Expect Halloween 2020 to look quite a bit different than we're used to.
The Centers for Disease Control and Prevention has released guidelines on celebrating Halloween during the COVID-19 pandemic, warning that many of the holiday's "traditional" activities "can be high-risk for spreading viruses." For one, the CDC lists "traditional trick-or-treating" as a higher-risk activity and recommends avoiding it. Other activities it says should be avoided this year include attending a crowded indoor costume party, going to a crowded indoor haunted house, and going on hayrides or tractor rides with people from outside your household.
However, the CDC lists some activities that are "lower risk" and can be "safe alternatives" for celebrating Halloween, including carving or decorating pumpkins either with those in your household or outside with others while practicing social distancing, as well as holding a "virtual Halloween costume contest." It also says that a "Halloween scavenger hunt where children are given lists of Halloween-themed things to look for while they walk outdoors from house to house" would be a lower-risk option.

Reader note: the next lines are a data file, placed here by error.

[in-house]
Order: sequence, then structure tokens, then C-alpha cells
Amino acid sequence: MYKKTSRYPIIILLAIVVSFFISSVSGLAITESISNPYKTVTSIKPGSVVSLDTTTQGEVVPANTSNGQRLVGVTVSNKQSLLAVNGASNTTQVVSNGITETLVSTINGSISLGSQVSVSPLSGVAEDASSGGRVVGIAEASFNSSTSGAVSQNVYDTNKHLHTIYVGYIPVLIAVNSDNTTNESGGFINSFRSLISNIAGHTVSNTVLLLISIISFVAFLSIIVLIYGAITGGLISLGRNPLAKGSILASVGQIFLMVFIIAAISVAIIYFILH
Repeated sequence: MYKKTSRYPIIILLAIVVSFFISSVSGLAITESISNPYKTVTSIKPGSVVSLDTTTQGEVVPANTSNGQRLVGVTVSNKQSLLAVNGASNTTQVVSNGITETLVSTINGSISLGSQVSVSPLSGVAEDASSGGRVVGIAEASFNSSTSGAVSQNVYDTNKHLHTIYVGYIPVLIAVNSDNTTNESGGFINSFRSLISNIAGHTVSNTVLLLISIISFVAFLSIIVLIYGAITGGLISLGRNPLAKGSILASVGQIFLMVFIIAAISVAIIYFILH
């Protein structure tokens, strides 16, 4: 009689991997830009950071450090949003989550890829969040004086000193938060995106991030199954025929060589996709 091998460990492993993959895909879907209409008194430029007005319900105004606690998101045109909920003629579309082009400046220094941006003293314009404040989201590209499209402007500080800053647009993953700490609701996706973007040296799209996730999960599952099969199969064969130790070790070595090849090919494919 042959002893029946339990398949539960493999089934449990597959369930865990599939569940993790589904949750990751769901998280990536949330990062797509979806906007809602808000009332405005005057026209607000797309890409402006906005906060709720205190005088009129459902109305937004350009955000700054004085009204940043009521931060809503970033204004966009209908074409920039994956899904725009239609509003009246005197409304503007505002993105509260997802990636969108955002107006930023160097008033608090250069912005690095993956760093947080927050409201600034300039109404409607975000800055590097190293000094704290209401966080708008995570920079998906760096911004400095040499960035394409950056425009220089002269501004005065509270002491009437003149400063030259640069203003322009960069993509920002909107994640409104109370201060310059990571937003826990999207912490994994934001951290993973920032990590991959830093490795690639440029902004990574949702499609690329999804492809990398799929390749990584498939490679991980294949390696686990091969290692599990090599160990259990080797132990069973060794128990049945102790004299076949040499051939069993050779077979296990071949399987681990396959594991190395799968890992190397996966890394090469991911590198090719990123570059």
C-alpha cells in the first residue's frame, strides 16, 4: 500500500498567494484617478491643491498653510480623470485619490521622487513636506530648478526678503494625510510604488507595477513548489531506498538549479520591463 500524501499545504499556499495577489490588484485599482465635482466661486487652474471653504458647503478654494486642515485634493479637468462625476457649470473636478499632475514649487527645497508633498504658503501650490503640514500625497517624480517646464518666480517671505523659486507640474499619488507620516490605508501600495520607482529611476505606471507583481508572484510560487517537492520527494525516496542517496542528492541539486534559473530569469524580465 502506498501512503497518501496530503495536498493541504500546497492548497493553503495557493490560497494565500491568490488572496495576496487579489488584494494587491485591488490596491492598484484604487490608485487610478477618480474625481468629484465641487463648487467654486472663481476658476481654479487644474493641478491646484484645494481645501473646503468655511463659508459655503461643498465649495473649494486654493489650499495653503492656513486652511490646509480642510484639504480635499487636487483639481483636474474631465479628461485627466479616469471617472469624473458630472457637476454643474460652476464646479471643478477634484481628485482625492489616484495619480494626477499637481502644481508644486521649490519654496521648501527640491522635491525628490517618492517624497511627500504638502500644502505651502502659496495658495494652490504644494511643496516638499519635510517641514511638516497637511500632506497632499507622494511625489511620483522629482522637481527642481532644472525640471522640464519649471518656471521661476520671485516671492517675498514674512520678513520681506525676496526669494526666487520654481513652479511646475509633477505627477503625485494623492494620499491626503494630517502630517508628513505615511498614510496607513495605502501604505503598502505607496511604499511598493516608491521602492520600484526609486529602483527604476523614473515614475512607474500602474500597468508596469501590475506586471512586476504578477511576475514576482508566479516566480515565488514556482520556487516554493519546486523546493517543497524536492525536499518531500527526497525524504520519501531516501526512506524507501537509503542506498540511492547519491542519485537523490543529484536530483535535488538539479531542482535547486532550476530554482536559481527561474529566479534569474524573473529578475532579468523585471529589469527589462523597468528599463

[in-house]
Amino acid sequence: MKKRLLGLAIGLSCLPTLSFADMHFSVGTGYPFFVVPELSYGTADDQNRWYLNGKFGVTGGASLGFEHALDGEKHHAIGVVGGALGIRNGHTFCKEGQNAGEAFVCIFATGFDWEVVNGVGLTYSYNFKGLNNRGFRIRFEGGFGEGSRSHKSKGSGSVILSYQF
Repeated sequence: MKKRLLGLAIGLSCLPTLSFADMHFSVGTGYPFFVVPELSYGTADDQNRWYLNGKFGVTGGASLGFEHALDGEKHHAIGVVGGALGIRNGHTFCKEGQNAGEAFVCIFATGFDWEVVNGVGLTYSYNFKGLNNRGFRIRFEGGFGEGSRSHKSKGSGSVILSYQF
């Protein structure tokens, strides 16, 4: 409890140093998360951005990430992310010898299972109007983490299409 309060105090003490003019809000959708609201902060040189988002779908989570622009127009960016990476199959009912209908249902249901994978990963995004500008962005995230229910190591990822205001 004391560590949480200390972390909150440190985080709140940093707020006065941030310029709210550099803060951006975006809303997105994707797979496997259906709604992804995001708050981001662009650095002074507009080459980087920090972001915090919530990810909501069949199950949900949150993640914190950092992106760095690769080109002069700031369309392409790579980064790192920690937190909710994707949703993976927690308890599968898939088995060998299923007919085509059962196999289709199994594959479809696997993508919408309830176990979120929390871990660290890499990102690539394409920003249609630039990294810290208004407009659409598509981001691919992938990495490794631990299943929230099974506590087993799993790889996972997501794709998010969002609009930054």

Additionally, "one-way trick-or-treating" involving lining up goodie bags of treats so families can grab them while practicing social distancing is listed as a more "moderate risk" activity, as is going to an outdoor one-way haunted forest and having an outdoor costume party where masks are worn and social distancing is practiced. When it comes to dressing up, though, the CDC stresses that a mask you'd wear as part of a costume "is not a substitute for a cloth mask" and that a costume mask shouldn't be worn over a cloth mask.
This new guidance also touches on celebrations for upcoming holidays like Thanksgiving, warning that "large indoor gatherings with people from outside of your household" should be avoided and that in general, "staying home is the best way to protect yourself and others." Brendan Morrow